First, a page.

By Amy Lukac
The time has come, get your tinfoil hats ready. Little rectangular “Androids” from Planet Google and Planet Apple are taking over our lives.
These smart creatures are always buzzing, playing music, lighting up in dark places and causing accidents.
I’m pretty sure college kids can’t even tell you what their daily routes looks like on campus—except maybe that one tree obstacle that threatens their fixated states. So, what are we missing while we’re glued to our phones?
Aside from terrible car accidents caused by texting and driving, we’re missing the little things in life that are actually important.
We only live once (so we think), so we should be enjoying ourselves and experiencing other forms of life while there’s still time.
In the beginning of my college career, I walked to class with my eyes focused on my phone. I used my phone as a security blanket at many times, but I regret not paying more attention.
Here at ESU, the campus is gorgeous. It doesn’t matter what season it is. Even when that white stuff falls and either melts to puddles of mud or freezes to black ice, the campus is always picture-ready.
But instead of noticing the nature around me, I was either catching up on celebrity gossip or reading hundreds of pointless Facebook statuses in my newsfeed.
I was more concerned about letting the virtual world know that I didn’t want to go to class than letting the actual world know that I was alive and grateful.
Now, what I don’t understand is the phone obsession at the movie theater. Instead of joining in on the laughing or crying with the audience, Samantha—let’s call her—is sending emojis with heart-eyes to her boyfriend and Snapchatting a picture of darkness in response to a Snapchat of a cat. Thanks for the update, Samantha.
Why would people pay up to $11 for a semi-comfortable seat in a cold, dark room to see the new Avengers movie when they don’t actually see the new Avengers movie?
Not only is it stupid that those distracted by a tweet are losing money, but their tweet about Kanye West’s terrible new single is distracting to those around them.
How can you not listen to those creative advertisements that tell you to silence your cell phone? Just turn it off, and get lost in the movie. Your phone’s not going anywhere.
I have to admit that I, too, am guilty of being on my phone way more than I should.
I often find myself turning on the TV–just to pick up my phone and see how everyone else’s lives are going, completely oblivious to what I’m “watching.”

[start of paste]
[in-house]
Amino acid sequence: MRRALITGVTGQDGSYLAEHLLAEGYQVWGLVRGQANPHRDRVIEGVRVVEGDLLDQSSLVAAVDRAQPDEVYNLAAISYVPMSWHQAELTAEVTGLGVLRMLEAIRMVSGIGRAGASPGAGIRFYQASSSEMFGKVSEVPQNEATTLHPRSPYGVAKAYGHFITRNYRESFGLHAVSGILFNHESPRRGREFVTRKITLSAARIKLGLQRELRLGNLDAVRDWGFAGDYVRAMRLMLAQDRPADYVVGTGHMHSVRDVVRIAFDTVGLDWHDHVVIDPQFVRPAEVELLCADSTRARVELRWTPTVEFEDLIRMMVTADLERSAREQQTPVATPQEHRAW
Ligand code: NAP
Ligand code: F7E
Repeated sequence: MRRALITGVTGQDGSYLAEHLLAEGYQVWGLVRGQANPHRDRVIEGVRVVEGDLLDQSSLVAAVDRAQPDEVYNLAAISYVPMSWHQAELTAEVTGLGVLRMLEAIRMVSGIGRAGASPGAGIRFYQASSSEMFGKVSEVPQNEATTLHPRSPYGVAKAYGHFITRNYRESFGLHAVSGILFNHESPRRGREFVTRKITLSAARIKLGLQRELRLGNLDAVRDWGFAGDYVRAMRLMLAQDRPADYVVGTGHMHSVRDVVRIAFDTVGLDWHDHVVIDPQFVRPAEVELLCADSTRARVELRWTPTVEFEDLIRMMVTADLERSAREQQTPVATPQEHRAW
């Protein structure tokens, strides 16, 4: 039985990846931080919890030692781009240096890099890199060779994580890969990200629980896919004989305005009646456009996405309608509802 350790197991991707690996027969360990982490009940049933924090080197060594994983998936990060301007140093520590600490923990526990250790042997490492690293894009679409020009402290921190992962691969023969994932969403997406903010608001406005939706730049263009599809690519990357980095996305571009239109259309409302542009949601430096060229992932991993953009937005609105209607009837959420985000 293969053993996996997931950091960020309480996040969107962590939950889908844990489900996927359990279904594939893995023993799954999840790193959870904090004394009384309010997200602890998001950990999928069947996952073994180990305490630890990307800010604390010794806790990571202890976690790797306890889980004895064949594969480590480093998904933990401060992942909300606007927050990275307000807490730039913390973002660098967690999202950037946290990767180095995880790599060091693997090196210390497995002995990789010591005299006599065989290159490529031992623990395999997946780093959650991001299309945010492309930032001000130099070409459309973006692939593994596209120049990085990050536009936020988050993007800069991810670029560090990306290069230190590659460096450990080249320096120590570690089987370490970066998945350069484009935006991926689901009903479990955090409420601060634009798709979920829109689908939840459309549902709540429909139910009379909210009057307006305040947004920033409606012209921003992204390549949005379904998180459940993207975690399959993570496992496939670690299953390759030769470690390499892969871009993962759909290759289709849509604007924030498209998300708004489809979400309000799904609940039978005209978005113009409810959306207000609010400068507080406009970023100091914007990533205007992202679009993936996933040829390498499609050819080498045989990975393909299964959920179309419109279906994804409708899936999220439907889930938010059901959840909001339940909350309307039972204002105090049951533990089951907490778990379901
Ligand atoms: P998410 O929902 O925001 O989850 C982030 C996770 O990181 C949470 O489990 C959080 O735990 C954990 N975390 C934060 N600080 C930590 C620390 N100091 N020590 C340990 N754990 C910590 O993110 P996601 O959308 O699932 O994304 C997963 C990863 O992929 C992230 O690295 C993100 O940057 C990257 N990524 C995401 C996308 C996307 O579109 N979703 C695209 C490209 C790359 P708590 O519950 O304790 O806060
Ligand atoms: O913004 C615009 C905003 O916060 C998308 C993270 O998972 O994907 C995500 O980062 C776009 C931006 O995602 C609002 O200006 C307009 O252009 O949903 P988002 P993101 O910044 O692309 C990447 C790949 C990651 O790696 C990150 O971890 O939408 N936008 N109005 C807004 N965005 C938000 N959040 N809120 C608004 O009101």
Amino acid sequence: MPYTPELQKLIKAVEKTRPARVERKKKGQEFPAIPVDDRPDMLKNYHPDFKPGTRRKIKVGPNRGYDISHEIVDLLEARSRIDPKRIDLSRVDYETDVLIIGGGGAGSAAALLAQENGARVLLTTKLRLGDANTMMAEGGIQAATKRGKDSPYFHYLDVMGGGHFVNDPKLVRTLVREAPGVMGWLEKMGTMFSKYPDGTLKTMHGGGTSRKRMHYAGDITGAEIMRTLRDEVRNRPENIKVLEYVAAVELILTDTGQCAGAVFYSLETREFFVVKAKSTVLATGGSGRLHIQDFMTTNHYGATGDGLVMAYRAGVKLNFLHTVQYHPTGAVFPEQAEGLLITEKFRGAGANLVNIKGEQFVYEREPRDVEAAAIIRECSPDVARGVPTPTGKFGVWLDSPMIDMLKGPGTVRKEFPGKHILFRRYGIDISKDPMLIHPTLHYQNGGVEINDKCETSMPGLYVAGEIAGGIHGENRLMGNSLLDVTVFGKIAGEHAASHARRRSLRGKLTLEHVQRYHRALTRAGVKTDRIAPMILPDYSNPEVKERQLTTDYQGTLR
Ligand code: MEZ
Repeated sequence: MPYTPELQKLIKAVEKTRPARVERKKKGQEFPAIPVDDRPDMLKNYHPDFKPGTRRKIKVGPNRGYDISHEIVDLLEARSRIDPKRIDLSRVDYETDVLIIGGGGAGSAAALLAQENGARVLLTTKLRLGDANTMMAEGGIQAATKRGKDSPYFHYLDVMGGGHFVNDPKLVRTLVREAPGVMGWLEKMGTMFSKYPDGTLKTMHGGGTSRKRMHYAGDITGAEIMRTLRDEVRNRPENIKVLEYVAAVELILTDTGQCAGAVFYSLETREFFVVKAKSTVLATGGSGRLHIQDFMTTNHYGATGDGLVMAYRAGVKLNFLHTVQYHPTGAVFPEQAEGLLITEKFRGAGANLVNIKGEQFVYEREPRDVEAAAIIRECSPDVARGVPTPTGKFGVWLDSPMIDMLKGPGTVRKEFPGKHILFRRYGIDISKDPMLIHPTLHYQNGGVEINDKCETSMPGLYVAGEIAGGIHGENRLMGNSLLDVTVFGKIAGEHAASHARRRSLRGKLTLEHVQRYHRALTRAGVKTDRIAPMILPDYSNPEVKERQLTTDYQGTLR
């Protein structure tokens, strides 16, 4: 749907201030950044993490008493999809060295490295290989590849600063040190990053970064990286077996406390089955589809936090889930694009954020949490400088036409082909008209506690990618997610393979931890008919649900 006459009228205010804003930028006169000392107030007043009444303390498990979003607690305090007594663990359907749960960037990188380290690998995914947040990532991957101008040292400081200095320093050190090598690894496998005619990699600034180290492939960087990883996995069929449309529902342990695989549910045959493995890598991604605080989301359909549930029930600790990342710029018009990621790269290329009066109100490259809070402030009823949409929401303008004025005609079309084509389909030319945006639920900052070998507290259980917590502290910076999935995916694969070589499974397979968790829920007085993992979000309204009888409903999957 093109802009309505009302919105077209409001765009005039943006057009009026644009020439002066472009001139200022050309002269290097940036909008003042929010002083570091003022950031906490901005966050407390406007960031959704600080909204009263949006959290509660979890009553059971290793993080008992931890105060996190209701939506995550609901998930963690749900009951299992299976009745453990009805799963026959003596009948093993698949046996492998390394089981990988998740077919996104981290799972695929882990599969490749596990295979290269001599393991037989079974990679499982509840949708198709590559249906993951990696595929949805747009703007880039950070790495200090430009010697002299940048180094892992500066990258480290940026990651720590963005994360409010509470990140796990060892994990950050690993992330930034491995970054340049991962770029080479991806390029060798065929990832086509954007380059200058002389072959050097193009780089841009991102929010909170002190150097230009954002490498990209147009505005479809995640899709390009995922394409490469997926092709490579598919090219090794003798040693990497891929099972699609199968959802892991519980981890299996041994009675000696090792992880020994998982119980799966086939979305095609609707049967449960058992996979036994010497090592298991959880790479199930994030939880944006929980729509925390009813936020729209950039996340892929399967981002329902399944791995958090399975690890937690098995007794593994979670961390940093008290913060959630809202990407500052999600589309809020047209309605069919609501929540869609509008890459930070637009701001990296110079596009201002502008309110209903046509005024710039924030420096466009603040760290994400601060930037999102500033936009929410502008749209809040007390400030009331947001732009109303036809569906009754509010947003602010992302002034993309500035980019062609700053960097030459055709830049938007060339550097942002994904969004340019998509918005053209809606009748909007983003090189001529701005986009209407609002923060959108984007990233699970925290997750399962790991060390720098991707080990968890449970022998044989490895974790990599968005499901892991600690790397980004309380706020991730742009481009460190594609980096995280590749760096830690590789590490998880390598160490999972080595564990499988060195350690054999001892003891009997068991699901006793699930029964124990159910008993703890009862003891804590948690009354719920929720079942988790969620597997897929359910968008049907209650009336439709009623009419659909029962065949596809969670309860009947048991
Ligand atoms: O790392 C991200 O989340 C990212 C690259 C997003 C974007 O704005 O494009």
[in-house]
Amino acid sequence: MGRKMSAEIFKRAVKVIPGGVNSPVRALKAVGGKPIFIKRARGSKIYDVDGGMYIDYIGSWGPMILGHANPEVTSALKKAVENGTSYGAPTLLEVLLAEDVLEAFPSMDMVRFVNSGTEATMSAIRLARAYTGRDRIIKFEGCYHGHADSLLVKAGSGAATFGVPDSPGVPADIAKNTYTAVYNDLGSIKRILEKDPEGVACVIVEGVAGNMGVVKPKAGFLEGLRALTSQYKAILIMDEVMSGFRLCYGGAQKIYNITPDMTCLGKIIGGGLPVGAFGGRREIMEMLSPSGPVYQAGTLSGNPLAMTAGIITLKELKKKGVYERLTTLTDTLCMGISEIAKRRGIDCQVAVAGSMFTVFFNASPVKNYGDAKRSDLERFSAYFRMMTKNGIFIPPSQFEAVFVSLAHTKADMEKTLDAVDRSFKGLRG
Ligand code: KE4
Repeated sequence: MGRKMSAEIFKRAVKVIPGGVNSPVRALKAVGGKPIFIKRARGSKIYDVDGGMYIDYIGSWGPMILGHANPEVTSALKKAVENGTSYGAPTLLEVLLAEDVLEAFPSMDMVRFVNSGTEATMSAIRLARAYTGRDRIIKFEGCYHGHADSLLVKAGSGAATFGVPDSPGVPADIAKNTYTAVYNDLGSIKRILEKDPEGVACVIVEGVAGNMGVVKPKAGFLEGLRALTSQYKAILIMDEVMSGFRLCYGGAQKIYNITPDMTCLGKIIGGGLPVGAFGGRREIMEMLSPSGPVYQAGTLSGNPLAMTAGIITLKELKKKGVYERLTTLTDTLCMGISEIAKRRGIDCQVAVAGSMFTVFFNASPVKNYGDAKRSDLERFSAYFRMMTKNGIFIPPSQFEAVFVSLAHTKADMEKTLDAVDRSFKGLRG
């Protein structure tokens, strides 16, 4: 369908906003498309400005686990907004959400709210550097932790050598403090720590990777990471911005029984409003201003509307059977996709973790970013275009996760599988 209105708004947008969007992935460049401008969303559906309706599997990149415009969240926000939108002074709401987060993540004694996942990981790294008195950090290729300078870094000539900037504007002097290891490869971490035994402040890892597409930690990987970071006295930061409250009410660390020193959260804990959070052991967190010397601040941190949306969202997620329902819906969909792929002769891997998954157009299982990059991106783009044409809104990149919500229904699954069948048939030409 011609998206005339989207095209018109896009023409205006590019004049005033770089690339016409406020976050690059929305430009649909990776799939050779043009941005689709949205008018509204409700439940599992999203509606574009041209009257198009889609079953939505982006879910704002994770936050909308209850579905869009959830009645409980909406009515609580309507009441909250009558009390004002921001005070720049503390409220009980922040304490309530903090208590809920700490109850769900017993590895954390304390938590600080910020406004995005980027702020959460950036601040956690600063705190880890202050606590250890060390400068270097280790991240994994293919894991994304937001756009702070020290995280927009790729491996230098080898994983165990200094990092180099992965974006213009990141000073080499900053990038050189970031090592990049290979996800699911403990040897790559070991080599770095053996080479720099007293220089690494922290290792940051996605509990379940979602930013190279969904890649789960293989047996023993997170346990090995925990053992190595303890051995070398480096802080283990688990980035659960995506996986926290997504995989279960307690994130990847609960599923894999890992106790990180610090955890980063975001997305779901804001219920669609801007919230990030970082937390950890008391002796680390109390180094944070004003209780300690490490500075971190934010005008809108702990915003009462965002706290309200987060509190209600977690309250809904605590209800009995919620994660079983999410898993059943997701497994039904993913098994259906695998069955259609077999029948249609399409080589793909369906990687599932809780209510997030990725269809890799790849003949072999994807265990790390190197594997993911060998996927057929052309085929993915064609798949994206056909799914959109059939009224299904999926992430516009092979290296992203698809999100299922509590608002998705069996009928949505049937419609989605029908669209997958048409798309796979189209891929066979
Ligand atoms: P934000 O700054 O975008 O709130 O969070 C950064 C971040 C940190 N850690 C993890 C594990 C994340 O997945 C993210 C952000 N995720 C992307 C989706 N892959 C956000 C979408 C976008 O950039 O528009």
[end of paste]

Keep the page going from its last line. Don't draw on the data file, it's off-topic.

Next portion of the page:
The time I most regret using my phone, however, is during concerts.
Like many, I used to feel the need to get a million pictures and videos of performers at their concerts.
It’s almost like I needed to document these surreal life experiences just so I could brag and show the world what I was able to see.
My all time favorite artist is Demi Lovato. I’ve seen her 14 times in concert, and have met her twice. Meeting her never gets old; it’s always an emotional experience for me. Easy now, there are “Lovatics” way worse than me.
Anyway, I think I was most concerned about showing my Facebook friends that I had first or second row seats for the first 12 concerts.
Even when I was forced to sit in third row (Yes, I’m a concert snob), I would still watch the concert from the little screen in front of me instead of the live show.
At my most recent Demi concert, I decided to focus more on what was happening in front of me than on how much my hand was shaking while trying to capture her on my phone.
Needless to say, my experience was 100 percent more fun and emotionally impacting this time around.
A few months ago, I went to a Jennifer Nettles concert at The Sands Casino. During the concert, I paid attention to who was actually watching and who was merely documenting the performance.
The teenagers were all staring at their phones, the adults—aside from the two drunk ladies that kept getting yelled at—were enjoying the show and recording it and grandma and grandpa listened closely, danced and seemed to be having the night of their lives. Clearly, our society has let the technical aliens abduct our lives.
Clearly, we’ve transformed our friends into the little ghosts on Snapchat, the dinosaur living in the Timehop app and our playful emoji buddies.
Our lives are gifts and we should live them to their full potentials; living your life through a tiny screen is a life wasted.
So please stop and smell the roses—not your screen protector.
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